of the batteries; but, though killing half the crew and further disabling the Arkansas, failed in their purpose and themselves suffered severely. This fourth and final battle left the Arkansas, as Brown is fully justified in saying, "though reduced in crew to twenty men all told for duty, still defiant in the presence of a hostile force, perhaps exceeding in strength that which fought under Nelson at Trafalgar."
With this failure to destroy the Arkansas the serious attack upon Vicksburg ceased, although the bombardment was kept up until the 27th, when both fleets disappeared. For sixty-seven days the enemy had been in front of Vicksburg, and during much of the time had been raining shot and shell into the devoted city and defenses. The number of Federal missiles was estimated at from 20,000 to 25,000, yet the casualties in the batteries were only seven killed and fifteen wounded, and but two deaths were reported from the town. Probably 300 guns were used against the defenses, but of the comparatively small number on the Confederate side not one was dismounted, and but two temporarily disabled.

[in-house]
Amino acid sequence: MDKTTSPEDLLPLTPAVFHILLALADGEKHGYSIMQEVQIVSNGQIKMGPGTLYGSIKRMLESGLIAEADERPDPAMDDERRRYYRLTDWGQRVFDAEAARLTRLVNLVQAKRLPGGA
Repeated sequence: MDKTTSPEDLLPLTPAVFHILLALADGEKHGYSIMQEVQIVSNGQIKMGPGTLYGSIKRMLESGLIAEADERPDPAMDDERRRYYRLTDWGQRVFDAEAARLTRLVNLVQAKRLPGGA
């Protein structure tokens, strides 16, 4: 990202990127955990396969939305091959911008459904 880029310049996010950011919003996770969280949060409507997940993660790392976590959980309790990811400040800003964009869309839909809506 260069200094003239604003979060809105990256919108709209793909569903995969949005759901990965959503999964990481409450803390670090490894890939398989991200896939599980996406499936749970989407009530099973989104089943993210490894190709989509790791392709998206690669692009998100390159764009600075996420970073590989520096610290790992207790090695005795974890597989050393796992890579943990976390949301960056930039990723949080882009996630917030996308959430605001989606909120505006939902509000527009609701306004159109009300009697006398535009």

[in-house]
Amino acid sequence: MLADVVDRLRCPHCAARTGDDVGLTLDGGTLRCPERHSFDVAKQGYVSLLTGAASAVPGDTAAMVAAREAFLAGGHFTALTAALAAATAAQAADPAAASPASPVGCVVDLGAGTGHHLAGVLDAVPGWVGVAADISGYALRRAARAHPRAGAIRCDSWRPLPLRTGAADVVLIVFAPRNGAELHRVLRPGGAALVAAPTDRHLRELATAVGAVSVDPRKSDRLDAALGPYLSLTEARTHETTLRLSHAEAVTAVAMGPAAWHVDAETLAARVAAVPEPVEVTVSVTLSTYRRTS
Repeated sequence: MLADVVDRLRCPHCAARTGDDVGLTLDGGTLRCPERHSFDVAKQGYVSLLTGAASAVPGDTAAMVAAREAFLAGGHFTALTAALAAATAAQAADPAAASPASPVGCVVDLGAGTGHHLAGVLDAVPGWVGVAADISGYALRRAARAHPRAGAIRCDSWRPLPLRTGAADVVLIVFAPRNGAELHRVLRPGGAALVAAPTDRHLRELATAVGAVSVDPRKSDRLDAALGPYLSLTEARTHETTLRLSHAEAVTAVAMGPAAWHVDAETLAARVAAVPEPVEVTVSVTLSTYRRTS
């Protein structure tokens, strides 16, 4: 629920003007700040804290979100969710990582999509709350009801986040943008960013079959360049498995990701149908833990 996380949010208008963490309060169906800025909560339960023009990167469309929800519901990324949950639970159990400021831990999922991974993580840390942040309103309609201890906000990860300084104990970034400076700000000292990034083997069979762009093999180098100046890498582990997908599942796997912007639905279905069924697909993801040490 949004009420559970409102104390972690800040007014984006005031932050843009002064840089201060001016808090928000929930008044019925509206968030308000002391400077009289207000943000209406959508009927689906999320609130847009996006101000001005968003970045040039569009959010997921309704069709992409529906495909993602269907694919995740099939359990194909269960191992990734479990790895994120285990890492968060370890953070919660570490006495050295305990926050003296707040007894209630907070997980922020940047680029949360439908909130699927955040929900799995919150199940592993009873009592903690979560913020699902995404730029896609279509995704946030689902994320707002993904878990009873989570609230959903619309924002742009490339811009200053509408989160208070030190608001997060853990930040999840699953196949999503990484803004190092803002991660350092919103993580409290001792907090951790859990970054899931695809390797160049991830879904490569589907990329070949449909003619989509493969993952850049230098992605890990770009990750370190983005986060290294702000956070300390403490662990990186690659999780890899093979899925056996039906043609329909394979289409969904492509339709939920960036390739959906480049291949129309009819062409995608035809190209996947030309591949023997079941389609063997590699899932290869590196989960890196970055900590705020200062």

The troops gathered by General Van Dorn for the defense of Vicksburg included the brigades of General Helm, General Bowen, General Preston, Colonel Statham and General Smith. The Mississippi organizations in these commands were the Thirty-first infantry, Colonel Orr, with Helm; the Sixth infantry, Colonel Lowry, and Second Confederate battalion, James C. Malone, with Bowen; the Fifteenth infantry, Lieutenant-Colonel Farrell, and the Twenty-second infantry, Captain Hughes, with Statham; the Sixth battalion, Lieutenant-Colonel Balfour; the Third infantry, Colonel Mellon; Company I, Thirty-ninth infantry, Captain Randel; First regiment Mississippi light artillery, Colonel Withers; Twenty-eighth Mississippi cavalry, Colonel Starke, with Smith.
These officers and men are mentioned in the reports of Generals Smith and Van Dorn in the most complimentary